I wish to offer my deeply felt thanks to TheExpress and reporter Christine Sampson for the excellent article in the The Express Magazine of April/May2019 titled “Living Affordably.”
As readers of the TheExpress well know, the astronomical real estate prices have made it nearly impossible for residents who do not earn six or seven figures to survive in the area. As investors have reaped windfall profits from real estate in recent decades, the local communities on the East End have been decimated. The result is that our villages, whose streets once teemed with life, have become ghost towns of empty houses with signs for brokers outside.
Catherine Casey, East Hampton Town’s executive director of the East Hampton Housing Authority, was quoted in the article as saying that the current mood is that “we need to provide housing for the people who keep this place going.”
I hope Casey is correct. I also hope that our elected officials have the creativity, courage and energy to find solutions to the challenge of creating affordable housing in Sag Harbor and throughout the East End, such as a transfer tax in real estate sales for affordable housing.
Our community depends on it.
Government Shouldn’t Be in Real Estate Business
To the Editor,
On Tuesday, April 9, 2019, Supervisor [Jay] Schneiderman and his three Democratic cohorts spent $1.06 million to purchase the Bel-Aire Cove motel in Hampton Bays. Despite numerous warnings from the Suffolk County Planning Department and the Southampton Town Planning Board regarding the overdevelopment of this small parcel, the supervisor seemed pleased with his “out-of-the-box” approach. Several Hampton Bays residents addressed the town board with their detailed concerns, but even their fellow Hampton Bays resident, Councilwoman Julie Lofstad, appeared to take her marching orders from the supervisor.
If the supervisor wants to roll the dice, perhaps he and his Democratic board should play Monopoly, rather than secure a loan of $1.2 million from the town’s general fund. Motels seem to be a favorite of the supervisor, but Hampton Bays is not Montauk. If and when 12 condos or a 22-room hotel are built, in place of a small park, the supervisor has forced all our taxpayers into the real estate business. In my opinion, this is poor public policy, and it was done using the Urban Renewal law, a strange label for a Hampton Bays project. Real estate development belongs to the private sector. Our town should focus on enforcement of our existing laws, before a place becomes a blighted eyesore in our midst. Once again, Supervisor Schneiderman has found another way to throw money at a problem.
Republican candidate for
Southampton Town Supervisor
The Rarest Find
To know our mom, Jill, is to love her. For every one who met my mom, she left an impression wherever she went. Whether it was at a yard sale or at Provisions, people remembered her. A staple of Sag Harbor, our mom spent 30 years of her life making Sag Harbor her home. From Conca D’Oro, to the 5 and Dime, (where she took her grandchildren on the mechanical horse) to the beaches looking for shells, she loved everything about Sag Harbor.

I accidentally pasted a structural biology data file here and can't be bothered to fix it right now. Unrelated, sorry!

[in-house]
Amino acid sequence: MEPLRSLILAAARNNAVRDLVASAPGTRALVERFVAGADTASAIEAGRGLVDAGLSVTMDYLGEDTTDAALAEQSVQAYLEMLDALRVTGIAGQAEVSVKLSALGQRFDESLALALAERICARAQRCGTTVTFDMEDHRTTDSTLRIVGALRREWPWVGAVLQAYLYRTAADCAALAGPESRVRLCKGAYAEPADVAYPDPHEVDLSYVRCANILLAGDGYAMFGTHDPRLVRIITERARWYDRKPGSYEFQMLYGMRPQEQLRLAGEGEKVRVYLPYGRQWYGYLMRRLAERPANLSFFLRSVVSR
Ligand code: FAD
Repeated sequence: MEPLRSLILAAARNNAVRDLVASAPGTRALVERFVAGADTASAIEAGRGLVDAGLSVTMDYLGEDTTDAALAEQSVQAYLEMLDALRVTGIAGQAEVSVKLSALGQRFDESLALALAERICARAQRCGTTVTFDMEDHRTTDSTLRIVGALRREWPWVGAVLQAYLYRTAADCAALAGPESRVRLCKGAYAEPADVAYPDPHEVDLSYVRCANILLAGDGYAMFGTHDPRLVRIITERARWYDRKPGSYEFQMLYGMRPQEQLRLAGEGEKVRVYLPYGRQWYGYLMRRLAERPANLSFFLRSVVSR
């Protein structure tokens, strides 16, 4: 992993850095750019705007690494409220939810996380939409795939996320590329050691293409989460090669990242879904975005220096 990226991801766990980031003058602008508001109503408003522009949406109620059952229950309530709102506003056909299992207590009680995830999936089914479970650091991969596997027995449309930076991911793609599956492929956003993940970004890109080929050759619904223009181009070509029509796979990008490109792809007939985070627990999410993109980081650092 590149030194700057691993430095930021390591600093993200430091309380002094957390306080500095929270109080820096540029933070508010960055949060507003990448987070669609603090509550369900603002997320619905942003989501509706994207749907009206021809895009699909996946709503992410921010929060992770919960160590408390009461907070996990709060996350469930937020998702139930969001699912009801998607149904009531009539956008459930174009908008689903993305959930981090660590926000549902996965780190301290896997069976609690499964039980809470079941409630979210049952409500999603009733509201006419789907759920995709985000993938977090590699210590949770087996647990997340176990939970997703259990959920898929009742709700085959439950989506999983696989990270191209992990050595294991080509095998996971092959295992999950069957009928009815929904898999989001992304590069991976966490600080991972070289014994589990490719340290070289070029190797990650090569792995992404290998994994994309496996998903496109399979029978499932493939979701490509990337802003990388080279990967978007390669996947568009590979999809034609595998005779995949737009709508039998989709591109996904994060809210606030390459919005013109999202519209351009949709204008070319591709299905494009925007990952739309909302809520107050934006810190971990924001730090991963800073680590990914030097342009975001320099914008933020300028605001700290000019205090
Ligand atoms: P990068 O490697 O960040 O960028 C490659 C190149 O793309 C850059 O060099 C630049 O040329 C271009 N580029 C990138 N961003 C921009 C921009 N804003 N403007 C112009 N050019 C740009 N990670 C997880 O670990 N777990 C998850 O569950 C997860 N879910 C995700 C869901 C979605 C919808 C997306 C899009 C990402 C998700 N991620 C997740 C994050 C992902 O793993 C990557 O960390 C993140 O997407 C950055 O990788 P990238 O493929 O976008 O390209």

Our mom was a very private and proud person, and never wanted anyone to know about her ailing health, even until the end. Our mom died of throat cancer on March 25, 2019 after being diagnosed in 2016.
Our mom didn’t want a big funeral, and just wanted to be surrounded by her close family. We promised her it wouldn’t be anything more than that. But after speaking to my mom’s good friend, Carla, she made us realize that people wanted to know what happened to their beloved Jill and asked if we could write a little about the incredible woman underneath her signature baseball cap.
Our mom loved a yard sale, plain and simple. She was always convinced she either found a Picasso or a relic from the Chinese dynasty. You could find our mom on the weekends to be the first person on line at a local yard sale sizing up who was on line and what was going to be snagged. She would run through people’s homes or yards not letting on that she liked a painting or a piece of jewelry, as she never wanted anyone to know that she might have found something of value. She always had a strategy.
Oh, and there were stories after stories after the yard sales, as she was always upset that she didn’t either buy the right thing or someone else bought the “Hope Diamond” out from right under her. She tortured herself (and us) wondering if she had just shown up a few minutes earlier, that she would have found the treasure of all treasures. Truth be told, she loved the hunt, she loved to bargain and she loved to research her rare finds. Funny enough, In the end, it was our mom who was the rarest find of all.
Our mom was generous like no other and had a heart of gold. She loved us, her husband, David, all the animals (the deer and the cats she used to feed) and mostly her four grandchildren Emma, Matthew, Julia and Caroline. They were the light of her life.
For us Sag Harbor feels very empty and we can’t imagine being there without her. To those who knew her, I’m sure you feel an emptiness too. As her dear friend Vincent said, “I miss my good friend Jill.” We all do. We love you so much mom.
The Kanas Center at East End Hospice provided our mother with incredible comfort, dignity and compassion during her final days. If you would like to make a donation on our mothers behalf please visit their website at www.eeh.org or mail a check to PO Box 1048 Westhampton Beach, NY 11978.
Thank you so much,
Jennifer Brown and Danielle Wayne
New York, N.Y. and Charlottesville, Virg.